If the Ukrainian protest movement seeks an efficient end to the country's crisis, it should have accepted Yanukovych's power sharing compromise, says Jelena Hoffmann, an honorary consul for Ukraine based in Leipzig.
DW: Ms. Hoffmann, when were you last in Ukraine?
Jelena Hoffmann: It's been a while, at least six months for sure. But of course I am in constant contact with Ukrainian citizens due to my role as honorary consul for Ukraine.
Are you also in contact with the government?
No, only by way of the embassy.
Do you have some idea as to why Yanukovych offered to appoint the opposition to the government?
Of course, it's the goal of any government to defuse a crisis situation. So that's one reason why Yanukovych did that. I think you could also suppose - provided you don't completely think ill of him - that he believes the opposition's participation could help to lead the country out of its crisis. However, one thing is clear: He's not going to give up his post voluntarily.
Should the opposition have taken his offer?
In my view, the offer wasn't to be underestimated. The opposition wants to take over power, and Yanukovych made the proposal of letting them share the power. If it's only about deposing Yanukovych and having new elections, then the opposition will insist on that. But if it's about leading the country out of crisis, then it wouldn't have been a bad idea for the opposition politicians to accept this offer.
Does Vitali Klitschko lack the political experience for a situation like that?
Absolutely! He is not an experienced politician in the sense you mean. He's not proven himself in politics, never occupied any real offices. For me, personally, what's lacking somewhat in this entire situation is the content.
One aspect of the content is deposing Yanukovych and holding new elections. But what comes after that? Why does he want to do that? What does Mr. Klitschko stand for? That's still in question at the moment.
So you believe the opposition is not concerned about the good of the country, but only with deposing Yanukovych?
That's speculation. I do think, based on what's been said so far, that Klitschko would like to become the new president and, as such, that he wants to depose the old president and prompt new elections. I can't get inside Mr. Klitschko's head. I can only say that, in the current situation, where a quick and decisive decision is needed for the country, a new election will not bring a quick solution. The demonstrators also want Yanukovych to be removed from office. Essentially, it's the western Ukrainians. They don't believe Yanukovych will put the country on a path toward forging ties with the European Union.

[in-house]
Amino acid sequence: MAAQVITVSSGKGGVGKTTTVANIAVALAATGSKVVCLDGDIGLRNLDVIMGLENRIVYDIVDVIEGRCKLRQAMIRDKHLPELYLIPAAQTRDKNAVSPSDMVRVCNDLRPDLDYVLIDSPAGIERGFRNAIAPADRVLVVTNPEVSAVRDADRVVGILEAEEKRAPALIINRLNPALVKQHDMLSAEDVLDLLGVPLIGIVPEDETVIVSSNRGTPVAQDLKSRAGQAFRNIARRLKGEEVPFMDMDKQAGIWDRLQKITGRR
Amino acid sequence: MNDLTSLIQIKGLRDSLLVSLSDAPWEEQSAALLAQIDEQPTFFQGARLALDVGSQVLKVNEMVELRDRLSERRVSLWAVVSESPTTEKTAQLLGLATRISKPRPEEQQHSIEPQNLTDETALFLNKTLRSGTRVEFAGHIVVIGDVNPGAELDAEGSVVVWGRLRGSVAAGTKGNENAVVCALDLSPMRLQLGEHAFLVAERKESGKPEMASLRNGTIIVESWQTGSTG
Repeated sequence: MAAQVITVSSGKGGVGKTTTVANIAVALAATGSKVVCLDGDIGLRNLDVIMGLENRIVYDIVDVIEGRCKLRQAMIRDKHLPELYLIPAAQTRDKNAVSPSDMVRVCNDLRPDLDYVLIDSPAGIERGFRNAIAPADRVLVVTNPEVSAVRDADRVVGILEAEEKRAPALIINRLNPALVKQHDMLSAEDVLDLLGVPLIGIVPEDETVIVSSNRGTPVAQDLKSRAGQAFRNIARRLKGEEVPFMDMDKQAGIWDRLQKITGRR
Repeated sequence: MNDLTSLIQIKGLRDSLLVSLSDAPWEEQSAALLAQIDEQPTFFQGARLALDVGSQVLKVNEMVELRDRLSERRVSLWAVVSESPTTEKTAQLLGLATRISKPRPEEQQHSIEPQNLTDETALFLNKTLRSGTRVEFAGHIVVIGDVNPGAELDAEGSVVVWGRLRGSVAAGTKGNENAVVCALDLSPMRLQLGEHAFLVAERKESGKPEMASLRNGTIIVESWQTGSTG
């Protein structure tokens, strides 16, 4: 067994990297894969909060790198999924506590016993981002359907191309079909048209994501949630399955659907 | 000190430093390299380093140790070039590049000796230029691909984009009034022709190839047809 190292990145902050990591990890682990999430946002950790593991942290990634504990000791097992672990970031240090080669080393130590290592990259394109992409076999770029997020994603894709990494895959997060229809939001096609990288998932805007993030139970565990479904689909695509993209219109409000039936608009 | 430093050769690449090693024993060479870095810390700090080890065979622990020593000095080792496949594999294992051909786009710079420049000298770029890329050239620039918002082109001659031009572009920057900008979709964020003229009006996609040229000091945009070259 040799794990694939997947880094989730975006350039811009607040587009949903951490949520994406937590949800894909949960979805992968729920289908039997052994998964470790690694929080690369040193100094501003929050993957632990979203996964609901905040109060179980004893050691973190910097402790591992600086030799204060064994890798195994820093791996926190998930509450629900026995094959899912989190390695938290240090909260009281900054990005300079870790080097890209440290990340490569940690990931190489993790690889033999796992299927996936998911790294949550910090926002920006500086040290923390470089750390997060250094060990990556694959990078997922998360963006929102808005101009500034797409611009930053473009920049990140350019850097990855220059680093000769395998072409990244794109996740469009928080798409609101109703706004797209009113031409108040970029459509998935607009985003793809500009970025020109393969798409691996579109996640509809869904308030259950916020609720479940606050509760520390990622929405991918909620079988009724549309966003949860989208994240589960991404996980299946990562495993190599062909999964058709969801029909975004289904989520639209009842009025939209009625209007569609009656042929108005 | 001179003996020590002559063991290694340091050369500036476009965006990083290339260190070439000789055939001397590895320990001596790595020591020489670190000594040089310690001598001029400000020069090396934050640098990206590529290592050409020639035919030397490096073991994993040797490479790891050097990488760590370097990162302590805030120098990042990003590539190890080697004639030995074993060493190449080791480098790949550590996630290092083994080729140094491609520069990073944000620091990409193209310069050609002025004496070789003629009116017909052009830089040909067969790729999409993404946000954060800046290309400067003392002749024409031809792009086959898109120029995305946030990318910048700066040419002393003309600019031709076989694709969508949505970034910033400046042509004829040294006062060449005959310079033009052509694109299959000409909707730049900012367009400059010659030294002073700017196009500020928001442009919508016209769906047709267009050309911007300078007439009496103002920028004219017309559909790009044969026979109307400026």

Critics view Yanukovych's offer as a stalling tactic. Do you agree?
I'm not sure that's the case. I can only say one thing: If Yanukovych offers the opposition participation in the government, that means the opposition is involved in what goes on in the country and takes on responsibility. I think that's an offer that would help Ukraine more in this situation right now than new elections.
Meanwhile, there are also protests in the eastern part of the country. What do you make of that?
If you look at what's gone on in Ukraine and the development of the country in recent times, you can see that it's not in good shape, neither economically nor socially. Of course, many people live in the eastern part of the country who are not happy with the current situation. The relationship to Europe there, however, is completely different than it is in western Ukraine.
It's not the case that eastern Ukrainians don't want ties with the EU. The entire country wants to spur growth with its shared values with the EU. I think, though, that the EU misjudged eastern Ukraine's relationship to Russia. Eastern Ukraine and Russia depend on one another economically and socially. That's why eastern Ukrainians are asking what will become of this relationship.
Increasingly, right-wing extremists are turning up among the demonstrators. Can that become a problem?
Unfortunately, it's always the case that nationalists try and use such conflicts to play into their hands. It can, indeed, become a problem, but this danger exists only in western Ukraine. People must keep it in mind and do all they can in order to prevent these extremist tendencies from getting a platform.
Jelena Hoffmann (66) was born in Moscow and moved to East Germany after her marriage in 1975. Today, she lives in Leipzig and is considered a specialist in German-Ukrainian business and political relations. Since 2008, she has served as an honorary consul for Ukraine in Germany and is responsible for the state of Saxony.
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